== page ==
Isolated forest: Isolated forest is an anomaly detection unsupervised machine learning algorithm that uses decision trees to find anomalies in the data. Anomalies are the deviations from the normal behavior, like unusual data points, outliers in a trend, or drifts in the dataset. Anomaly detection helps in identifying fraudulent transactions, signature identification, and malfunctioning equipment. Isolated forest splits the outlier data points such that they are isolated from the other data points.
Principal component analysis (PCA): PCA is a dimensionality reduction algorithm used for exploratory data analysis and predictive modeling. Using mathematical methods, like orthogonal transformation to find the variance of each feature, PCA extracts the most important features (features having high variance) of a dataset and discards the features that have low variance (least important), thus reducing the dimensions of data. PCA is widely used for image and video compression, customer profiling, and data classification.
Apriori: Apriori algorithm applies breadth-first search to identify items that are frequently used together and create association rules. It applies the principle of market-basket analysis for data mining — for example, food items that go together in the cart, like bread-eggs, milk-biscuits, and so on. It is widely used by recommendation engines that suggest movies, songs, or items that a user can choose, based on their past preferences.
In reinforcement learning, an agent (machine) trains to take the best action in a certain environment, using trial and error methods. A cumulative reward system (positive feedback) is established for each correct action and a penalty (negative feedback) is added for incorrect action. The agent makes decisions based on its current state and a set of rules known as policy. It transitions to a new state based on the feedback. The feedback reinforces the learning in the machine.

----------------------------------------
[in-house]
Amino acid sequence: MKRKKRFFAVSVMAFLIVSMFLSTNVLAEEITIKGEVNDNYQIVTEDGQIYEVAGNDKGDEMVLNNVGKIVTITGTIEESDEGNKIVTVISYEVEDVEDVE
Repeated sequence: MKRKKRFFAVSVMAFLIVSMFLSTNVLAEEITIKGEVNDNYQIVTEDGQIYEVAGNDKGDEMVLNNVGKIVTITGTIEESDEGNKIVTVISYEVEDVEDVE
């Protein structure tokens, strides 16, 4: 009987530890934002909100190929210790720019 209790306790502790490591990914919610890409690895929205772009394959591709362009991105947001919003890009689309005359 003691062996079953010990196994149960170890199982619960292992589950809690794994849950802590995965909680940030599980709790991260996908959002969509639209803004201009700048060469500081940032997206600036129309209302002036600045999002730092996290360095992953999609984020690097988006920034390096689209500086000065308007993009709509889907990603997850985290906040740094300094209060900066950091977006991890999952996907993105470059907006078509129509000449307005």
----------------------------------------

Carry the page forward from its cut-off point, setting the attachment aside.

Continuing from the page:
Main actors of the reinforcement learning process
Consider the classic game of Pong, where you (human) are playing against the machine (agent). As the game goes, the agent learns to hit the ball and controls the paddle accordingly so that it doesn't miss the ball. For each correct action (hitting the ball), the agent gets a point (reward) and for each wrong action (missing the ball), the agent receives a penalty (point for opponent).
The method where the agent receives a reward — like points, a spot on the leaderboard, or badges — for good results is called positive reinforcement learning. Due to the incentivization, the algorithm tries to get good results each time. The method where the agent gets negative points, a penalty, or loses a life for each mistake is known as negative reinforcement learning. This discourages the agent from making the same decision again.
Reinforcement learning is widely used in recommendation engines, gaming systems, robotics, autonomous or self-driving cars, formulating sales and marketing strategies, and deep learning models.
Reinforcement machine learning algorithms deploy various methods to learn the most optimal policy:
Value-based methods: In this approach, the agent tries to find the best value function. For this, the agent estimates the value of each state-action pair based on the cumulative reward each state-action pair gives. Consider the game of Pacman, where Pacman moves in a maze-like environment to consume all the dots, while evading the monsters. At each step, he collects the data of his state-action pairs, like being eaten by a monster by taking a right, or escaping the monster by taking left. The cumulative value of each such pair helps Pacman decide the optimal next action to receive the maximum value, like consuming the dot and taking a left. Value-based approach works well for video games, autonomous agents, and board games.
Policy-based methods: In this method, the agent follows a set of rules (policies) to decide the best action in a given state. It refines the policies based on cumulative rewards and experience by adjusting the parameters of a policy function and obtaining the most optimal policy. Policy-based reinforcement learning is suitable for robotics, natural language processing, and autonomous navigation.